David Asai listens as UD senior biological sciences student Fanta Kalle explains her undergraduate research involving heparin.

STEM education

Symposium showcases ISE Lab as 'learner-centered environment'

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3:46 p.m., Oct. 8, 2013--Of all the students who begin college with an interest in a STEM (science, technology, engineering or math) field, only 40 percent graduate on time and in a STEM discipline. Among minority groups, the loss is even greater; only 20 percent remain in STEM through graduation.

A symposium this month at the University of Delaware brought nationally known speakers, along with faculty members from UD and other institutions, together to discuss this problem and other issues facing STEM education in the 21st century. And the location of the symposium — UD's newest building, the Interdisciplinary Science and Engineering Laboratory (ISE Lab) — was cited as holding part of the answer to attracting and retaining successful STEM students.

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"This building is our investment in how we think students learn best," said George Watson, dean of the College of Arts and Sciences. Calling ISE Lab "a very learner-centered environment," Watson said that the relatively small classrooms and their connected instructional labs mean that "the instructors know all their students and all the students participate in learning."

A physics professor, Watson founded the University's Institute for Transforming Undergraduate Education in 1997 and is a pioneering advocate for problem-based learning. That instructional method, which emphasizes the development of critical thinking skills by having students solve real-world problems, is supported and promoted by ISE Lab's design.

Watson told the symposium audience that the "I" in the building's name could just as easily stand for "integration" or "innovation." ISE Lab, he said, integrates instruction and research, fosters integration among different disciplines, and integrates the real world of scientific discovery into the classroom.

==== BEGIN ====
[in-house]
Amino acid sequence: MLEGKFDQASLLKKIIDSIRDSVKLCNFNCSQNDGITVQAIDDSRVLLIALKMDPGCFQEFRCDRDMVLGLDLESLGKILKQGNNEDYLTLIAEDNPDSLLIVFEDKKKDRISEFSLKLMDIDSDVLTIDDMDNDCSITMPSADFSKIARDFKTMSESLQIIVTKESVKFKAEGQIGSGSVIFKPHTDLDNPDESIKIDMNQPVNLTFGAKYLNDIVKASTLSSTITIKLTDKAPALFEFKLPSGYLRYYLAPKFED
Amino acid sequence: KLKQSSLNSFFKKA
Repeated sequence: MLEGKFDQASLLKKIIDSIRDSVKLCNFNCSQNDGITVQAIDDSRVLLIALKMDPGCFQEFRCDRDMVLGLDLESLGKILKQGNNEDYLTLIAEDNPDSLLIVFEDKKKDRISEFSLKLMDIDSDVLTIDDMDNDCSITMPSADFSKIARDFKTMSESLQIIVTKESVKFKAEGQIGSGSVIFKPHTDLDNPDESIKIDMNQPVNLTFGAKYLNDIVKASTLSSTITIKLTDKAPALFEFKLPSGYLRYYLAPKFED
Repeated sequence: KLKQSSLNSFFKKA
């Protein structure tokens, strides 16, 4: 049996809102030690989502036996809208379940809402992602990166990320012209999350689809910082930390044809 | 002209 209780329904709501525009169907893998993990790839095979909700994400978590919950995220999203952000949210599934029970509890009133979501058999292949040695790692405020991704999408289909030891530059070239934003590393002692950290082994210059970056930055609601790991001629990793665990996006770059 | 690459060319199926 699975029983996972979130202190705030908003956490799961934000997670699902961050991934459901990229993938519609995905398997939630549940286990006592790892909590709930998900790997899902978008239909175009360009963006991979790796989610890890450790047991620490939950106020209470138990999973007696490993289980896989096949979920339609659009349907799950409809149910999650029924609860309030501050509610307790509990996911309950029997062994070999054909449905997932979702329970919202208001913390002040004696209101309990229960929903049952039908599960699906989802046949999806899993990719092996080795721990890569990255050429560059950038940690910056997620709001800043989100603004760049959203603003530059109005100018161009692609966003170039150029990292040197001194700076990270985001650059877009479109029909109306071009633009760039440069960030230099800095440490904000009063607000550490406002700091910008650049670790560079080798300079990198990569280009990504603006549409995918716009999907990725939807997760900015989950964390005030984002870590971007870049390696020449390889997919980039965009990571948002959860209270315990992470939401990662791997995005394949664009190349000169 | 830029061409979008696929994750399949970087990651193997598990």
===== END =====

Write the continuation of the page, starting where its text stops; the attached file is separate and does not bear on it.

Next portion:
In addition to focusing on new facilities and methods of educating students in STEM fields, universities must also ask, "Who will be learning in buildings like this?" said David Asai, a featured speaker at the symposium. Asai, senior director of undergraduate and graduate science education programs at the Howard Hughes Medical Institute, urged institutions of higher education to think in new ways to retain STEM students, particularly members of underrepresented minority groups.

"Diversity is really good for science," he said, as the increasingly complex problems in research demand more varied perspectives to solve them. The good news is that the U.S. population is becoming more and more diverse, Asai said, but the bad news is that America is failing to take advantage of this talent pool.

African American and Latino students enter college with a rate of interest in STEM disciplines that is similar to the freshman population as a whole. But five years later, some have not yet graduated and some have dropped out of school, but the majority have changed to a non-STEM major, leaving only one in five of those who started out in STEM to graduate in that area.

Universities must do better, Asai said. He encouraged faculty members to take responsibility for keeping their students in STEM by setting high expectations and offering minority students the same opportunities as their peers, as well as listening to their students' views and concerns about diversity.

He also suggested replacing the often-used model of a "pipeline" that takes students directly from high school through college and doctoral studies without interruption. Instead, he used the metaphor of a watershed, in which students come to college to study STEM from a variety of backgrounds — community colleges, the workforce and the military, for example.

Other speakers at the symposium were Jeanne Narum, founding director of Project Kaleidoscope and founding principal of Learning Spaces Collaboratory, which encourage the design and development of an intellectual, physical and organizational infrastructure that supports strong learning in STEM fields; Louis Gross, director of the National Institute for Mathematical and Biological Synthesis, who also was involved in the National Academy of Sciences Bio2010 report, "Transforming Undergraduate Education for Future Research Biologists"; and Jay Labov, senior adviser for education and communications for the National Research Council, who has been the study director for numerous reports on improving teaching in STEM fields.

Those attending the event also had the opportunity to tour the building and visit locations where students, faculty and preceptors demonstrated the kinds of instruction and research happening in ISE Lab.

The building, which opened for classes this semester, will have its formal dedication on Oct. 17.

Article by Ann Manser

Photos by Ambre Alexander

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